Video

    Video Polio-affected Afghan Student Fulfilling Her Dreams in America

    Afghanistan is one of only two countries in the world where children still get infected by polio. The other is Pakistan. Mahbooba Akhtarzada who is from Afghanistan, was disabled by polio, but has managed to overcome the obstacles caused by this crippling disease. VOA's Zheela Nasari caught up with Akhtarzada and brings us this report narrated by Bronwyn Benito.
    Video

    Video Hillary Clinton Promises to Build a 'Better Tomorrow'

    Democratic presidential candidate Hillary Clinton urged voters Thursday not to give in to the politics of fear. She vowed to unite the country and move it forward if elected in November. Clinton formally accepted the Democratic Party's nomination at its national convention in Philadelphia. VOA national correspondent Jim Malone has more.
    Video

    Video Trump Tones Down Praise for Russia

    Republican presidential candidate Donald Trump is toning down his compliments for Russia and Vladimir Putin as such rhetoric got him in trouble recently. After calling on Russia to find 30.000 missing emails from rival Hillary Clinton, Trump told reporters he doesn't know Putin and never called him a great leader, just one who's better than President Barack Obama. Putin has welcomed Trump's overtures, but, as Zlatica Hoke reports, ordinary Russians say they are not putting much faith in Trump.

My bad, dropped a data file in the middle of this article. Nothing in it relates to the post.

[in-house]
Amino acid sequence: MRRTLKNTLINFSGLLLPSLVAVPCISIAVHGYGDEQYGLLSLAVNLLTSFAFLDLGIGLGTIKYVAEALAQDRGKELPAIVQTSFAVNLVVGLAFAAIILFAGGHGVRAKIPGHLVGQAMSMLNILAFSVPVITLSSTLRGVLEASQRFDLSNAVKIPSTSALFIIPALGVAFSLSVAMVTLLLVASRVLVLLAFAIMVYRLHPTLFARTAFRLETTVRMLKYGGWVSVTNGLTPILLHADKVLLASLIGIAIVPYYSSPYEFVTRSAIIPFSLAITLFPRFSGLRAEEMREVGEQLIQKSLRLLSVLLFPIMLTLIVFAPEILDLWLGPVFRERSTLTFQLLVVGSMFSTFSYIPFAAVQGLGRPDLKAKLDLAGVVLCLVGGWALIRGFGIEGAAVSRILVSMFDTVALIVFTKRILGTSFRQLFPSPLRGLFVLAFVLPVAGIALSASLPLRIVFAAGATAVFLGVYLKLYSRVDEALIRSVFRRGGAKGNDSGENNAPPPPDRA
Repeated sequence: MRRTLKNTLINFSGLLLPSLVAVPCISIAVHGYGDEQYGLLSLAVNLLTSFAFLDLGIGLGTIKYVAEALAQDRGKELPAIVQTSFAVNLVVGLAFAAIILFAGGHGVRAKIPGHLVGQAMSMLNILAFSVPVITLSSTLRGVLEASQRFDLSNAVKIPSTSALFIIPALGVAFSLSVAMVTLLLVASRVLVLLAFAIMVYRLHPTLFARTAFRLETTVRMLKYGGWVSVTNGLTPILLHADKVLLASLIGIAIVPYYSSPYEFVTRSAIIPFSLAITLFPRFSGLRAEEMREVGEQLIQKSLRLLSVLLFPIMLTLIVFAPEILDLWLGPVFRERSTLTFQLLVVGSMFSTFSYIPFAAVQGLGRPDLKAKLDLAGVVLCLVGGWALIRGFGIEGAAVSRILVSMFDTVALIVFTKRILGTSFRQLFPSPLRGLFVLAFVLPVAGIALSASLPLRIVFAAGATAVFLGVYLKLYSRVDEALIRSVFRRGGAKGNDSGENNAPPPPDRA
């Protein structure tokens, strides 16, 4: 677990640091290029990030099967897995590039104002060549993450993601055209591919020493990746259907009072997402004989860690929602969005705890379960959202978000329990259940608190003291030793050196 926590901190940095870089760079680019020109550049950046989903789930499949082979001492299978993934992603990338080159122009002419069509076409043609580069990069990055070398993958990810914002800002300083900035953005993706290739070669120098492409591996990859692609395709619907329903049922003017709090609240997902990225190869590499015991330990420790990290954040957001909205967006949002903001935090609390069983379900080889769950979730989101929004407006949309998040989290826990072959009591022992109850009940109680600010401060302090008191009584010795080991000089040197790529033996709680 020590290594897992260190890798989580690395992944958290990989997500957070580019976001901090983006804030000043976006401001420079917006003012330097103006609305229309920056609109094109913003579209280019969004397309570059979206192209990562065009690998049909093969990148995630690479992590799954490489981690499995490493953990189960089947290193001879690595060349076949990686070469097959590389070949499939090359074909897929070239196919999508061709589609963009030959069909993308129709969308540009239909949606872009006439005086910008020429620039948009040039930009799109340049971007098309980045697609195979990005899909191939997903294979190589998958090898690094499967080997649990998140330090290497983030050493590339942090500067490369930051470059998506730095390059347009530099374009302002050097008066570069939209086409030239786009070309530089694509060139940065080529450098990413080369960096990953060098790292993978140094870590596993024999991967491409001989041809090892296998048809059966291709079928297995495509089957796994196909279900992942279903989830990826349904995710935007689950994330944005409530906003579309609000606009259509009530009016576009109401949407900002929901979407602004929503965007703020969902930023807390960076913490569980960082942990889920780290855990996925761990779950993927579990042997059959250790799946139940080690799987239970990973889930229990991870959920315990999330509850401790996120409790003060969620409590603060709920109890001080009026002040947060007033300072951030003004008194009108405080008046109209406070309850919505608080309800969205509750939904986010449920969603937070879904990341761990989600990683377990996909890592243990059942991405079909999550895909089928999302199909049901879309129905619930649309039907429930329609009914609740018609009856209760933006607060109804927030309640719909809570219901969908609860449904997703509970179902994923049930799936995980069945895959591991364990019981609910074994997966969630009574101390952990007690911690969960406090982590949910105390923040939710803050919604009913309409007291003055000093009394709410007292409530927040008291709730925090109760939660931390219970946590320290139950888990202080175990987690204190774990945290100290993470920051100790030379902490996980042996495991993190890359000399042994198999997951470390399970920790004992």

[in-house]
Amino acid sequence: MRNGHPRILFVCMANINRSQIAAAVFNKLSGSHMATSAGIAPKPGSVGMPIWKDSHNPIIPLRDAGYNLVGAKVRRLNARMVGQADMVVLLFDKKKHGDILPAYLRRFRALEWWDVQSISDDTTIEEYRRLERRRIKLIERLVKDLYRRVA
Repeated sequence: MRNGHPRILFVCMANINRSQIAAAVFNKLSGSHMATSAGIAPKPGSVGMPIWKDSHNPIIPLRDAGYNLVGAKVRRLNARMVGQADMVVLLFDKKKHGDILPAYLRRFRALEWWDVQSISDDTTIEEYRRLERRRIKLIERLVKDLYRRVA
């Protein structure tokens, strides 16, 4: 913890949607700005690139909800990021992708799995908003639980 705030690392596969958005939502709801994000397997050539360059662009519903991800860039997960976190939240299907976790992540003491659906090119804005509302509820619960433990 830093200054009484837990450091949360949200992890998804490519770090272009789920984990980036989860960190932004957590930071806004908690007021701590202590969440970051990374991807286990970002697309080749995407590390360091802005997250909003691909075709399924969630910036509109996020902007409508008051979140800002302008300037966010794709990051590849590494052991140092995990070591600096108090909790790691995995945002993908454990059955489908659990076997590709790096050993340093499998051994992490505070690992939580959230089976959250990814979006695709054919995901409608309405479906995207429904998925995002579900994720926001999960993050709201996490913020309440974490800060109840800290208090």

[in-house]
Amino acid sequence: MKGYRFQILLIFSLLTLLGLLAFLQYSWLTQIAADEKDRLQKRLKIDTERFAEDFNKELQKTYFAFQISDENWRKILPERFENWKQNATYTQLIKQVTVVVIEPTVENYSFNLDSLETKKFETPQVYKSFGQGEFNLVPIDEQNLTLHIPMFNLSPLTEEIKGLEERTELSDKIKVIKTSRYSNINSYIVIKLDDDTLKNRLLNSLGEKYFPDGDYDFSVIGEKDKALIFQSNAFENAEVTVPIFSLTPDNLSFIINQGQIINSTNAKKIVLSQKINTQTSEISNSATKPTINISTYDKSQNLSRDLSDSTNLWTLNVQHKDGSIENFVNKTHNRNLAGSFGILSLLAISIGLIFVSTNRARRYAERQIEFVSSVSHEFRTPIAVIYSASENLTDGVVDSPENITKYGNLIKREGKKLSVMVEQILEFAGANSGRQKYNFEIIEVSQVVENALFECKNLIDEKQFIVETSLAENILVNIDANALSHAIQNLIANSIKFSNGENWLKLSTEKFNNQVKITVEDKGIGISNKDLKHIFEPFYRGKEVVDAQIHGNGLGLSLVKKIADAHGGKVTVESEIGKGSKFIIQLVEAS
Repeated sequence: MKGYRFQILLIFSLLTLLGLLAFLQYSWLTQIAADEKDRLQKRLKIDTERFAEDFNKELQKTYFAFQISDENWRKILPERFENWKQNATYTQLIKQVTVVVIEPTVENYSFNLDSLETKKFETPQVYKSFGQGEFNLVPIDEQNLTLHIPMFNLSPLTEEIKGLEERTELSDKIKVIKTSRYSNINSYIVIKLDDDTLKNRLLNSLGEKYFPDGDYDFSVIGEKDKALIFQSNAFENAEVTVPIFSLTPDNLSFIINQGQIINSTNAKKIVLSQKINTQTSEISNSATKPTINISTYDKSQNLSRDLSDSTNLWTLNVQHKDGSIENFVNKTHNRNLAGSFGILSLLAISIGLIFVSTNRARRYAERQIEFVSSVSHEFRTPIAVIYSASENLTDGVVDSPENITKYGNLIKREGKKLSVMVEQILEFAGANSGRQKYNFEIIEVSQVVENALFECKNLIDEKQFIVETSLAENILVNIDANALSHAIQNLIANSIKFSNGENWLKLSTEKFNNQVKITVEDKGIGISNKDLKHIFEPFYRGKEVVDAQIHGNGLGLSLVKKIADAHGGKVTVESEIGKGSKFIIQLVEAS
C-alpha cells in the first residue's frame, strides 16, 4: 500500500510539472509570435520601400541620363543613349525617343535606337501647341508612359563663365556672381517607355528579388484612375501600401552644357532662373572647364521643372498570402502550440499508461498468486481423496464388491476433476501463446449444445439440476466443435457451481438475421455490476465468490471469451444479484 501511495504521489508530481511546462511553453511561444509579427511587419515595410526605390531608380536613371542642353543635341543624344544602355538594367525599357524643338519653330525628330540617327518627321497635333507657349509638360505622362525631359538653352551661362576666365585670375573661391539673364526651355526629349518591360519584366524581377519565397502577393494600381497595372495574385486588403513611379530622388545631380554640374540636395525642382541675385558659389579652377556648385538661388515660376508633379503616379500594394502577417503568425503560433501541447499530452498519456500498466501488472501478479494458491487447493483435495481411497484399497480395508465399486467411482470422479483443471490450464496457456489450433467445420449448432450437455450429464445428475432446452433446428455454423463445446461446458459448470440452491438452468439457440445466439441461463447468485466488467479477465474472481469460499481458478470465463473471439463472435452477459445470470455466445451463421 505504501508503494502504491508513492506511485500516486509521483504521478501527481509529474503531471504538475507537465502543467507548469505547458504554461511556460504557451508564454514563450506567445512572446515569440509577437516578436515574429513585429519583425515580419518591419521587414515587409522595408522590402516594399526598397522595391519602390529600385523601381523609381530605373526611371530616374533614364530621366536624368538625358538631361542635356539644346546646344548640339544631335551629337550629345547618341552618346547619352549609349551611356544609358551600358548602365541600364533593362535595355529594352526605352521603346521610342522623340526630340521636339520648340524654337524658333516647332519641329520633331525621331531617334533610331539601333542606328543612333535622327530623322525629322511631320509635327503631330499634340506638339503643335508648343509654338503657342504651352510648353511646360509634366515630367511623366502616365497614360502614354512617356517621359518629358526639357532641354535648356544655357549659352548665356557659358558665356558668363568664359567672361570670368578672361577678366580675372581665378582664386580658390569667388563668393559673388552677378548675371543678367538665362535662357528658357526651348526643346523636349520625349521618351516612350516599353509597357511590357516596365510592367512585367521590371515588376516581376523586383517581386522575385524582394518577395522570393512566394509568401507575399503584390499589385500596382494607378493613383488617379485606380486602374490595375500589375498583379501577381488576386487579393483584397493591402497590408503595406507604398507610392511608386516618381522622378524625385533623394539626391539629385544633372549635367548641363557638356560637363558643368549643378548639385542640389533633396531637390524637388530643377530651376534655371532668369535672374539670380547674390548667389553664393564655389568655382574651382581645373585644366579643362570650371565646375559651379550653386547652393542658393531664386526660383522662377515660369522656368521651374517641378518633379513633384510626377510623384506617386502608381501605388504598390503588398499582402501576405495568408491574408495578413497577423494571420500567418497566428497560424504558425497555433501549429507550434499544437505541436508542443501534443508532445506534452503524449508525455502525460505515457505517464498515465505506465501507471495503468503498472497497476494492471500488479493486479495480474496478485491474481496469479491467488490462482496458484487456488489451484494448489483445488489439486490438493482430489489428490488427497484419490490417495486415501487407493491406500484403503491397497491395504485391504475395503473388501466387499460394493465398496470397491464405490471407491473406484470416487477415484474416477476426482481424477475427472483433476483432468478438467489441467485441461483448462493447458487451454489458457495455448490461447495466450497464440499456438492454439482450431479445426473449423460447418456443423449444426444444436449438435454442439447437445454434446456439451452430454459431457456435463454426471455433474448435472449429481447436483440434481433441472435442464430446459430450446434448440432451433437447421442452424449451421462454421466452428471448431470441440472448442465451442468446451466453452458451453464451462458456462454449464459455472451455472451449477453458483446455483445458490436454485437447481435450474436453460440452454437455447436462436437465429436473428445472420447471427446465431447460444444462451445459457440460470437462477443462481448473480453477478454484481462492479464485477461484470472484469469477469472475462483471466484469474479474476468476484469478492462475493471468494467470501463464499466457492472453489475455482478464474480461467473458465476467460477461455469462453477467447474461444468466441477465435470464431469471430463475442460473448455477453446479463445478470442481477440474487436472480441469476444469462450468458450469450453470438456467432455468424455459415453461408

Video

    Video Uganda Unveils its First Solar-powered Bus

    A solar-powered bus described by its Ugandan makers as the first in Africa has made its public debut. Kiira Motors' electric bus, Kayoola, displayed recently at a stadium in Uganda's capital. From Kampala, Maurice Magorane filed this report narrated by Salem Solomon.
    Video

    Video Silicon Valley: More Than A Place, It's a Culture

    Silicon Valley is a technology powerhouse and a place that companies such as Google, Facebook and Apple call home. It is a region in northern California that stretches from San Francisco to San Jose. But, more than that, it's known for its startup culture. VOA's Elizabeth Lee went inside one company to find out what it's like to work in a startup.